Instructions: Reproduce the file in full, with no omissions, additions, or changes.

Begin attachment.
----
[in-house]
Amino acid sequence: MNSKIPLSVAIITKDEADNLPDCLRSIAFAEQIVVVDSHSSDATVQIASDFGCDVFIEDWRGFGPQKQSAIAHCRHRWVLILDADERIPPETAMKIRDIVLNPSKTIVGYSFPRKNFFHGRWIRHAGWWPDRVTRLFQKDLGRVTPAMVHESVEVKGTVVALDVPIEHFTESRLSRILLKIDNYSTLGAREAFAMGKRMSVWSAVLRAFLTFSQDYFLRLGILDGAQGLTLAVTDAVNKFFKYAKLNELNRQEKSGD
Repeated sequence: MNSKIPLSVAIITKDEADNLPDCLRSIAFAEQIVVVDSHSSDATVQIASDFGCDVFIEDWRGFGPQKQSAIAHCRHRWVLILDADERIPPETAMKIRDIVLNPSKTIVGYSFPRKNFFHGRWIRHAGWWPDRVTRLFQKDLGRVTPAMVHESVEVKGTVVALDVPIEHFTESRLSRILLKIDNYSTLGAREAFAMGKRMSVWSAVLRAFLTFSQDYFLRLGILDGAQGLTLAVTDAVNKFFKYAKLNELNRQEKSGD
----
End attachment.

[in-house]
Amino acid sequence: MNSKIPLSVAIITKDEADNLPDCLRSIAFAEQIVVVDSHSSDATVQIASDFGCDVFIEDWRGFGPQKQSAIAHCRHRWVLILDADERIPPETAMKIRDIVLNPSKTIVGYSFPRKNFFHGRWIRHAGWWPDRVTRLFQKDLGRVTPAMVHESVEVKGTVVALDVPIEHFTESRLSRILLKIDNYSTLGAREAFAMGKRMSVWSAVLRAFLTFSQDYFLRLGILDGAQGLTLAVTDAVNKFFKYAKLNELNRQEKSGD
Repeated sequence: MNSKIPLSVAIITKDEADNLPDCLRSIAFAEQIVVVDSHSSDATVQIASDFGCDVFIEDWRGFGPQKQSAIAHCRHRWVLILDADERIPPETAMKIRDIVLNPSKTIVGYSFPRKNFFHGRWIRHAGWWPDRVTRLFQKDLGRVTPAMVHESVEVKGTVVALDVPIEHFTESRLSRILLKIDNYSTLGAREAFAMGKRMSVWSAVLRAFLTFSQDYFLRLGILDGAQGLTLAVTDAVNKFFKYAKLNELNRQEKSGD